He goes on to cite Pope John Paul II further:
"The priest receives from Christ the treasures of salvation ... to distribute them among the people to whom he is sent. ... No one may consider himself the 'owner' of these treasures...""Gift and Mystery" is John Paul the Great's reflection on his priesthood, and that, of course, fits well with Vinnie's reflection on the Eucharist. The priest is for the Eucharist. No priesthood, no Eucharist; and very possibly, no Eucharist, no priesthood. The Eucharist is the summit of the sacraments. It--He--is where they lead and from whom they draw their power.
The Mass, too, reaches its crescendo at the words of consecration. The Priest, then, is for the mass as well. He is not the Lord of the Mass, not the King. He is the steward.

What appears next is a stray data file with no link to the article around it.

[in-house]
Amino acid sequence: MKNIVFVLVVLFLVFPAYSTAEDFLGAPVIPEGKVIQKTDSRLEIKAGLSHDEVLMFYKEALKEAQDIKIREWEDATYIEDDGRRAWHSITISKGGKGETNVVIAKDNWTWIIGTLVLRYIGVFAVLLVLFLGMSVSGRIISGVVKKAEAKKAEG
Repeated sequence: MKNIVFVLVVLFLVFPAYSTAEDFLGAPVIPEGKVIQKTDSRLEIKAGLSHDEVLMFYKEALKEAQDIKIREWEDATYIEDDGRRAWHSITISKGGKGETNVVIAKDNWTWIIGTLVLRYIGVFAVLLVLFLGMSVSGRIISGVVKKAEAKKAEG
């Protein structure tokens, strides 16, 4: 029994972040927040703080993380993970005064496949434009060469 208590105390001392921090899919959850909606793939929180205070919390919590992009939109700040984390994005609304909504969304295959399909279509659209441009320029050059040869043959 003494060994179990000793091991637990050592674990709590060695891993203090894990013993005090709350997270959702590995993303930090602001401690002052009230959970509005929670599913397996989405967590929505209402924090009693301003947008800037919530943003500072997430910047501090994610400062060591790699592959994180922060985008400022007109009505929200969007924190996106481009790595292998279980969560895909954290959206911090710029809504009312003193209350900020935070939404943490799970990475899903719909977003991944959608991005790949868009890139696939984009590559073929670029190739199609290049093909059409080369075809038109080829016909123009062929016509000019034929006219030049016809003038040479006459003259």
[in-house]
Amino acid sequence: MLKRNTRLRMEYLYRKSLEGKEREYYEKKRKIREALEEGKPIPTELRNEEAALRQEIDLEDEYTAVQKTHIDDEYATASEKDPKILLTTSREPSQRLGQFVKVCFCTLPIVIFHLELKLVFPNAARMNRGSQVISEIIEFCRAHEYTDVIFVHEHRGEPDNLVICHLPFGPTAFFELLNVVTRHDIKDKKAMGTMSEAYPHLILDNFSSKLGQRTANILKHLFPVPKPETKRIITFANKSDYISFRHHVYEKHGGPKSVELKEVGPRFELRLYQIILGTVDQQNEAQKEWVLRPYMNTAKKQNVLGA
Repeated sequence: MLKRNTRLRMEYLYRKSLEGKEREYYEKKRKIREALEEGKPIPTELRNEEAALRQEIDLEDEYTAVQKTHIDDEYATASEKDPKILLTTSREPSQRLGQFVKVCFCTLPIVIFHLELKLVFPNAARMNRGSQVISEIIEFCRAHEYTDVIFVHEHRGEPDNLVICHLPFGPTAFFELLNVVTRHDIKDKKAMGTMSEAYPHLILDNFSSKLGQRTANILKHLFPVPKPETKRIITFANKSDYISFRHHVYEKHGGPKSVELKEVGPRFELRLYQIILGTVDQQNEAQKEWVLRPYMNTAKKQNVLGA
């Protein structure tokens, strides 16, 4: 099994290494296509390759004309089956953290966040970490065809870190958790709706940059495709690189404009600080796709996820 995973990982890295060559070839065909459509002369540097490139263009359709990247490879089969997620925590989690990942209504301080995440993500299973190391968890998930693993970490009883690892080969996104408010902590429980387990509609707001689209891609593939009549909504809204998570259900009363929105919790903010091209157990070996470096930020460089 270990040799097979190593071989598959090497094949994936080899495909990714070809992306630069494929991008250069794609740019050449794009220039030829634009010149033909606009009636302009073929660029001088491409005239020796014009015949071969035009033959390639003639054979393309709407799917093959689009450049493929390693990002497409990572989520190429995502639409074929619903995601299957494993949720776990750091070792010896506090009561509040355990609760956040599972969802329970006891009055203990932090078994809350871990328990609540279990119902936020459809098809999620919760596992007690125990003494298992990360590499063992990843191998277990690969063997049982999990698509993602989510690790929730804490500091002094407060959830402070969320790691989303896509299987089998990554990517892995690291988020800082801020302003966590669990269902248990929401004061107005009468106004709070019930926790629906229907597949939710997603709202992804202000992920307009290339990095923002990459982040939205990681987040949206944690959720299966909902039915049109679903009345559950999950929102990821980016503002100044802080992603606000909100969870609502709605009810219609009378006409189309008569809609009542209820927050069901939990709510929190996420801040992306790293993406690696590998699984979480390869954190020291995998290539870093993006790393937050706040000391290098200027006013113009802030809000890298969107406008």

But can he?
Gandalf warns and reminds him of his duty: "War is coming. The enemy is on your doorstep. As steward, you are charged with the defense of this city".
"You are charged with the defense of this city"--not its design, not its alteration, but its defense. If he fails to fulfill his proper duty, he will eventually prevent the return of the King. (If nothing else, the King cannot "return" to a city that isn't there, to a people that have been destroyed.)
To Denethor, God sent the angelic Gandalf with a warning: "Authority is not given to you to deny the return of the king, Steward." And to the priest, God sends messangers like St John Paul II, warning them of their great duty--the great duty he shared in his priesthood--as steward and defender of the Mass.
What a blessing our good priests are, who defend the Holy Mass and without whom we could not receive our king in Holy Communion.
Image of a Roman Catholic Mass from http://en.wikipedia.org/wiki/File:Ecce_Agnus_Dei.jpg